COVID-19 upset the status quo and reframed how we live our lives and how to succeed in small business. The outcome is that Newfoundland & Labrador is THE place for small business growth.
Roseanne Leonard is Managing Director for the NL Association of Community Business Development Corporations (CBDCs). CBDCs serve and support small businesses throughout the province.
“We work with all types of entrepreneurs - small, rural, remote, family business, non-profit, and all ages…. There has been a shift. All the things that might have been barriers before can be repositioned as advantages.
Through the pandemic, there were things moving business-wise in rural areas that didn’t make the headlines. In 2021 there were 92 new businesses started in rural Newfoundland & Labrador that were CBDC clients, and CBDC’s worked with around 250 businesses.”
“This year, in the first six months of 2022, after more than a year of COVID-related changes, we have seen a revitalized interest! Numbers aren’t in yet, but it’s looking like growth and expansion is the focus for this year.”
CBDCs are here to help - and it’s working. It’s no small thing that businesses assisted by CBDC are more likely to survive past the initial three years of their business.
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One question that CBDC development officers ask is “How will this be viable in the current community and what is the need it fills?”
It’s a very different outlook to ‘why this fits our lending criteria’. The answer is success oriented.
Roseanne says, “Communities can’t rely on others to set their direction - it has to come from within. Local leaders making decisions for the communities they live in have a much stronger impact on the interests of the community.
“Knowing people and knowing the community makes a difference. In this province, we’ve known ‘one size does not fit all for generations, and there are so many factors that influence business success.”
CBDCs look at business proposals through a local lens, right down to the individual person. The people who run CBDCs are champions of their communities - they know the lay of the land and the people.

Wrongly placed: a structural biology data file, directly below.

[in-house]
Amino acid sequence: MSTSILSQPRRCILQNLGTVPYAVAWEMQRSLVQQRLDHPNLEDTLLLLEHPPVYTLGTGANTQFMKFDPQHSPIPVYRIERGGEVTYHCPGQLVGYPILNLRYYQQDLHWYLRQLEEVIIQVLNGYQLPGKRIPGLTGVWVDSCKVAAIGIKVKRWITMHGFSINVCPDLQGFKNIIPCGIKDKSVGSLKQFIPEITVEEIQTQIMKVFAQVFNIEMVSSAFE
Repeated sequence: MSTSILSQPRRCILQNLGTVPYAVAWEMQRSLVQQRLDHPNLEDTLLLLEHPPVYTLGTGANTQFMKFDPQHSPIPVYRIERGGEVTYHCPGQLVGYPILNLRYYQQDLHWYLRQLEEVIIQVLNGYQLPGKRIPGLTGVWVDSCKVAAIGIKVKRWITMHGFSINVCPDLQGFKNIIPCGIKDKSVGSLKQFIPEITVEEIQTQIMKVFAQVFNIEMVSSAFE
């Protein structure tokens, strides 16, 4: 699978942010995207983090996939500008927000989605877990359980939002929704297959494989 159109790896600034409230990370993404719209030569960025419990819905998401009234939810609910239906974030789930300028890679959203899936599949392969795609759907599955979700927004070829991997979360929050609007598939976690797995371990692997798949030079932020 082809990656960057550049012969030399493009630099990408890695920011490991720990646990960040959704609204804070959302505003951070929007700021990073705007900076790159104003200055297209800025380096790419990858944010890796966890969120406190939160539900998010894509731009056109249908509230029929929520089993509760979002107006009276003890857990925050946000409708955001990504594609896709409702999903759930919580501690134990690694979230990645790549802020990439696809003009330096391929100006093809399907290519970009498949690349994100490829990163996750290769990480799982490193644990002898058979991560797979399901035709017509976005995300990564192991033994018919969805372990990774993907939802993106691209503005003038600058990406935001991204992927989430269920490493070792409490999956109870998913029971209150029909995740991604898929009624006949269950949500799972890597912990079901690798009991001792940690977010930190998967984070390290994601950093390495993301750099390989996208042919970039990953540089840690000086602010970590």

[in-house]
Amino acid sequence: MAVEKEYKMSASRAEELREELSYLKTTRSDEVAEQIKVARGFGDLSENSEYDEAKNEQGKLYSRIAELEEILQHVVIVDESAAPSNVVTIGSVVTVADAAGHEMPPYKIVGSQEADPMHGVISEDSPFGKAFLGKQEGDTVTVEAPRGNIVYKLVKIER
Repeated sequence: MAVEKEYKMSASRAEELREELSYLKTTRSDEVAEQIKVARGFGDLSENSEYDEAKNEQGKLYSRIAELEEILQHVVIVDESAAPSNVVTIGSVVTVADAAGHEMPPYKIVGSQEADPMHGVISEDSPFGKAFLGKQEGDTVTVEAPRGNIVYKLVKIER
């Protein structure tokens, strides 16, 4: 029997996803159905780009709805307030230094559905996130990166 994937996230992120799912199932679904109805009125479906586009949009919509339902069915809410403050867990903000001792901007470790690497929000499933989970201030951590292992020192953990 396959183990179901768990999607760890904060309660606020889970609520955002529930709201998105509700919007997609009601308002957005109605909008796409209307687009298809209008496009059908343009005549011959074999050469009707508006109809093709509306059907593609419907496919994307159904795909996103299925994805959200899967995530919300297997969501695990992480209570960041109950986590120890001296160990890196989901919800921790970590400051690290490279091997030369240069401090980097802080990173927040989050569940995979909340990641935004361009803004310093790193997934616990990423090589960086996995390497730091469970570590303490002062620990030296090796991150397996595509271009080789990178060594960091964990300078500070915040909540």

“So, for instance, if on paper a business doesn’t show up as a sound idea due to projected sales or financial ratios, it may not be considered viable by another lender. But CBDCs have the local ‘know’, so they can look at the business idea, the needs of the community, and make an informed decision from there.”
Roseanne adds that they also know the community as a network, so in a small community, they can see the big picture of how different business elements fit together to support each other formally and informally.
They support partnerships at local levels because they see that the ecosystem gets stronger when businesses and nonprofits work together. Identifying common goals and working toward them is a solid foundation, and it creates a competitive might when it comes to scaling up.
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“Local decision-making at the community level and using the new technologies are vital to business success in NL.
But that third element, which has always been here, is essential for businesses to thrive.”, says Roseanne.
That’s the Entrepreneurial Spirit. It’s creativity. It’s resilience. It’s the will to make things work.It’s rooted in reality: we need each other to make something succeed.
It shows up in various ways - municipalities working with small businesses to address issues like supply chain challenges.
The Entrepreneurial Spirit means continually learning in the evolving business landscape - what do customers want? How does this business keep going after the owner retires? How do I value this business for selling it? What else can it be?
It means local direction, fusing community with business, leveraging tech to move forward, and embracing and powering the spirit of the people who call here home.
For more info on CBDCs visit their Guide to the Good profile.
Visit www.cbdc.ca to find your local CBDC
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